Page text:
Each year, event organizers compile 31 days of free and ticketed events of all kinds, hands-on activities and thought-provoking exhibits. Artists both local and international display their talents both inside and outside in settings both formal and casual.
“There’s something for absolutely everyone,” Artown Executive Director Beth Macmillan said. “The fact that over 60 percent of it is free makes it really accessible.”
The 2011 event drew about 300,000 attendees and generated more than $13 million for the local economy, organizers estimate.
Opening night will be highlighted by a jam session with legendary Grateful Dead percussionist Mickey Hart and a community drum circle at Idlewild Park in Reno. Participants must bring their own drums for the jam, which will take place from 3 to 6 p.m. Then at 7:30 p.m., a short walk away at Wingfield Park, will be the performance “An Evening With Mickey Hart,” part of the Mysterium Tremendum tour with a mix of new material as well as selections from greatest hits and Grateful Dead songs. Wingfield Park opens at 5 p.m. Local drummers Envision begin the opening night festivities with their percussion sounds beginning at 6:30 p.m.
Other headline entertainment scheduled for the month are:
• Jazz vocalist and Broadway performer Michael Feinstein at John Ascuaga’s Nugget on July 14
• Preservation Hall Jazz Band 50th Anniversary Celebration with special guests Del McCoury Band and Trey McIntyre Project on July 15 at the Grand Sierra Resort in the Grand Theatre
• “Cowboy Up” season opener of the Phil Up! on July 22 at the Pioneer Center for Performing Arts
• Chanticleer vocal chorus on July 27 at John Ascuaga’s Nugget
In an effort to reach as many patrons as possible, Artown hosts an average of eight unique free events each day, and more than half of the festival’s programming is free. This includes the Family Series, World Music Series, Dancing in the Park, Discover the Arts, Movies in the Park and the Monday Night Music Series.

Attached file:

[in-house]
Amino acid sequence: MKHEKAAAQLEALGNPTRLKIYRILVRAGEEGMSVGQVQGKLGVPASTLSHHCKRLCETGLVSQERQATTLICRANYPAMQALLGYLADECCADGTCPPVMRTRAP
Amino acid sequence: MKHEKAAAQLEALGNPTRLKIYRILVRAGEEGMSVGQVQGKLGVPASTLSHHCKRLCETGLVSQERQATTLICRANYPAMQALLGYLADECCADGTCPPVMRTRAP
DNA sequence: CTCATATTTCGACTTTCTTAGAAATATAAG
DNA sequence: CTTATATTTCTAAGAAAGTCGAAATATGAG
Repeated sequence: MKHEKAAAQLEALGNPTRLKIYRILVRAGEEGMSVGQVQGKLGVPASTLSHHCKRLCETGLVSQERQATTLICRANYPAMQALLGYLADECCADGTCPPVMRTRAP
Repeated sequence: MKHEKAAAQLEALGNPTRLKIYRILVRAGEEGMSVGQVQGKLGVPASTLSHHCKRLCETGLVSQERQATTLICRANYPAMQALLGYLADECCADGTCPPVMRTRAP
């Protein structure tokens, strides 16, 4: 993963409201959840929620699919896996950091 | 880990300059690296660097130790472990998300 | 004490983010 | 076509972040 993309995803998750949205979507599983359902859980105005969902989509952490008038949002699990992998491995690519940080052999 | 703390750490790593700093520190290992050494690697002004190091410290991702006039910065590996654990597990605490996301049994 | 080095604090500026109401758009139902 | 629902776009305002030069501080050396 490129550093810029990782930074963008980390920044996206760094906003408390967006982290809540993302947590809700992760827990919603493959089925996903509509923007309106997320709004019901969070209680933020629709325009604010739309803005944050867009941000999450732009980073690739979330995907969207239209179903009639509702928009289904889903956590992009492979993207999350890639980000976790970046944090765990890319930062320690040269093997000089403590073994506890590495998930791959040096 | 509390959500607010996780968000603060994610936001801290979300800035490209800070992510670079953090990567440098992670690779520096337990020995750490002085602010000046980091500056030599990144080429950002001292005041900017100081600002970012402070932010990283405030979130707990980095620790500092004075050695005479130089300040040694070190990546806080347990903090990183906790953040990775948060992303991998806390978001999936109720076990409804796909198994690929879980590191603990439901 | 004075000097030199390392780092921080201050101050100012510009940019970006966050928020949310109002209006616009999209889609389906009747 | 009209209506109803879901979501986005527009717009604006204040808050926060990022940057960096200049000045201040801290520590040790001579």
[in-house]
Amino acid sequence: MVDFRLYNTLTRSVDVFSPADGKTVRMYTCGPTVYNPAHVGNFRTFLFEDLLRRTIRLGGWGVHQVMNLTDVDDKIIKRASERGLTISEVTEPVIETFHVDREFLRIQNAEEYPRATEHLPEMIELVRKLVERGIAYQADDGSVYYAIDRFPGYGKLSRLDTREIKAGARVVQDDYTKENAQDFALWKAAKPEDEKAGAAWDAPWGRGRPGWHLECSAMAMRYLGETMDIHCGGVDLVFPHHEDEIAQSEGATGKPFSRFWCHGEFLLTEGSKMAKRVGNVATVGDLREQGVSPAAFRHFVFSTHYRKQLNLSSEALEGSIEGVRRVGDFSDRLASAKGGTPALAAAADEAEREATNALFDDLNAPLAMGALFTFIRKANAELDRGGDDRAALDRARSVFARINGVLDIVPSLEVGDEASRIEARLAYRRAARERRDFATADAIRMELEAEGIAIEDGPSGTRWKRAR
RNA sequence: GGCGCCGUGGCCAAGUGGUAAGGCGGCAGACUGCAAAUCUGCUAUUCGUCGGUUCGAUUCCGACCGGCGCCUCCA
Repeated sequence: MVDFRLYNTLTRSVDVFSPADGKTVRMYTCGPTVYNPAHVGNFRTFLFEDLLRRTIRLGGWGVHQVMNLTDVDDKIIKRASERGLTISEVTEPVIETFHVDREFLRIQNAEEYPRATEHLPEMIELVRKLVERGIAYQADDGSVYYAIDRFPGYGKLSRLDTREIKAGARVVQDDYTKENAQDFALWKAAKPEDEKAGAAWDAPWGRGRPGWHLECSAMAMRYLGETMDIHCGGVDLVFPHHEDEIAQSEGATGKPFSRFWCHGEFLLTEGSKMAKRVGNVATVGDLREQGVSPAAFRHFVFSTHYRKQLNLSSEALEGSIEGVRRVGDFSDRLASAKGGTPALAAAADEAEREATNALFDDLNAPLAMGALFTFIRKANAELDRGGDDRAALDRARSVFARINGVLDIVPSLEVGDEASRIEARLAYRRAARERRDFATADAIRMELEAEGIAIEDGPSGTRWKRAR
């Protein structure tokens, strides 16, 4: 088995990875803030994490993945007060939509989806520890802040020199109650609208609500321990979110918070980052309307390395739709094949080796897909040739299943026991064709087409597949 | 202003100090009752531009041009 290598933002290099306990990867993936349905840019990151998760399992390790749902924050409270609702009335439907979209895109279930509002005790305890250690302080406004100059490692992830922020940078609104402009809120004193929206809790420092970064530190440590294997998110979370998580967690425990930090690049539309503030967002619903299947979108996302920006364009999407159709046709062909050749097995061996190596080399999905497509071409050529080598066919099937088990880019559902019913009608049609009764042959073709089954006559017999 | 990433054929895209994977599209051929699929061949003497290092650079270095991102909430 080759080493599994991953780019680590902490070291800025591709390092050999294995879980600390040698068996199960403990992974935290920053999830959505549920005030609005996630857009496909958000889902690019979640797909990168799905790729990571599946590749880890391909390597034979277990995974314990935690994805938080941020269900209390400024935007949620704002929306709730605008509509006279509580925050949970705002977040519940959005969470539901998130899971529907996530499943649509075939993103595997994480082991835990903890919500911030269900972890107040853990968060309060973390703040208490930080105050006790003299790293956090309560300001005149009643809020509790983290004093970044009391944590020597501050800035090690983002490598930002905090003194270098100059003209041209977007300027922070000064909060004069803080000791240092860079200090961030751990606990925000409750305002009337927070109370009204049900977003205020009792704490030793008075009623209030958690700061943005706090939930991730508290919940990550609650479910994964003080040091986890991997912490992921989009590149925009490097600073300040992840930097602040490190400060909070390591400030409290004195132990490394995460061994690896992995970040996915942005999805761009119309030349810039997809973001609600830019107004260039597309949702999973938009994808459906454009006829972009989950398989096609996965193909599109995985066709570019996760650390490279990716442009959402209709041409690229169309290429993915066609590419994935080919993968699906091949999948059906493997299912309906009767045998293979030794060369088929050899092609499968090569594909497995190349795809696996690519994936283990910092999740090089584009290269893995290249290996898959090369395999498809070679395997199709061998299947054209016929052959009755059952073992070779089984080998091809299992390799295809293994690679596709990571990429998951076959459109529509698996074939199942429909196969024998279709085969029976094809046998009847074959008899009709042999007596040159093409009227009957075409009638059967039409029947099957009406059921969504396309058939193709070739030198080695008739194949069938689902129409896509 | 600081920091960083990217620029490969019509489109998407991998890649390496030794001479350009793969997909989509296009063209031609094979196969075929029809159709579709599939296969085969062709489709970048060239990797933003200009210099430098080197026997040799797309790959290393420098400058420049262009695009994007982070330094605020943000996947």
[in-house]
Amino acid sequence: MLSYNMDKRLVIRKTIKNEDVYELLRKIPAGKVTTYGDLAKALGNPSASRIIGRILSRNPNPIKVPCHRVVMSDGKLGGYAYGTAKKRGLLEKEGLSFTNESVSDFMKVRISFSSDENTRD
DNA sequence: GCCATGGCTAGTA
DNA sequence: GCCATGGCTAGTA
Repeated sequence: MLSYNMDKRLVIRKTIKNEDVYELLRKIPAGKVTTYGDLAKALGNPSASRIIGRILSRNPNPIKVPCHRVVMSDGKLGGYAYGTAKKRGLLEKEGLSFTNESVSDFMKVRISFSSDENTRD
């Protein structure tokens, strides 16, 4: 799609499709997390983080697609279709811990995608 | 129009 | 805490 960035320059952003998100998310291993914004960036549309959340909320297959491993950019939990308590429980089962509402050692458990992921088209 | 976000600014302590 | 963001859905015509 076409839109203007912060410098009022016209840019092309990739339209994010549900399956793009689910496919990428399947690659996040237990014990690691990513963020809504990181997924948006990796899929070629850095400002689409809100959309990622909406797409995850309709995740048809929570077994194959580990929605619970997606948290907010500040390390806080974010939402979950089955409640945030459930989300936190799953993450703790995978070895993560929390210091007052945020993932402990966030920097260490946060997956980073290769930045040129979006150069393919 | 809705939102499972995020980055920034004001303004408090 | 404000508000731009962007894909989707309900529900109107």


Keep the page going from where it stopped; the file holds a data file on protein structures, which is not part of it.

On the calendar for the Family Series at 7 p.m. Monday is a free performance at Wingfield Park (First Street and Arlington Avenue in Reno) of “Curiosity Cat” by TheatreWorks of Northern Nevada. Written by award-winning author Chris Grabenstein, “Curiosity Cat” is a funny, touching play about Claire and Charlie, who are forced to live with their father’s Aunt Jenny when their mother falls ill. A stray cat named Curiosity also wanders into the house and when he breaks Claire’s prized music box, she immediately throws him back out into the streets. The children later set out to rescue Curiosity, who is busily trying to help other forlorn felines find homes while simultaneously avoiding a newly appointed “cat catcher” who vows to put him to sleep.
The Family Series continues each Monday in July, with the 7 p.m. performances preceded by kid-friendly activities such as face painting, mural painting, giant bubble making and more.
Wanabe artists of all ages will have many chances to learn a variety of skills at workshops being held all month long. Classes from which to choose include ceramics, watercolor, writing, acting, metal working and many more. Costs range from free to $200 and everywhere in between.
The city of Sparks is getting involved in Artown this year. The Arts in Bloom event, held for the past nine years on Mother’s Day, is an Artown event this year scheduled for 2 to 8 p.m. July 21 in Victorian Square. The event will feature between 40 and 60 artist booths with a variety of fine art, including oil paintings, watercolors, jewelry, ceramic pieces, woodwork and photography. Live entertainment will be provided and John Ascuaga’s Nugget will host a wine tasting with proceeds going to Washoe County schools art programs.
Local artist Montana Albitre was selected to create the signature look for the festival including the annual poster, website and collateral materials, the Artown calendar, T-shirts and more. The 26-year-old is a Reno native and works as an ironworker by trade. Although he has no formal artistic training, Albitre attributes his self-taught art to influences ranging from politics and religion to nature and beyond with a painting technique typical of oil portraiture, using several layers and glazes.
Macmillan said Artown’s sponsorship is doing OK, with events during “encore season” (any month except July) serving as good fundraisers for the main summer festival. The “Give $3” campaign, implemented in 2010 that encourages people to make small donations, also has been helpful, Macmillan said. Despite its name, Macmillan said, donors can give whatever amount they find in their pocket. In 2011, the program raised more than $30,000 through in-park collections, envelopes inserted into select issues of the Reno Gazette-Journal and direct deposits at U.S. Bank. Due to a matching grant from the Robert S. and Dorothy J. Keyser Foundation, each $3 donation became $6, doubling the amount raised to more than $60,000.
“It doesn’t impact (the donor) tremendously but it impacts us tremendously,” Macmillan said.
For an interactive calendar of events, visit www.renoisartown.com/events.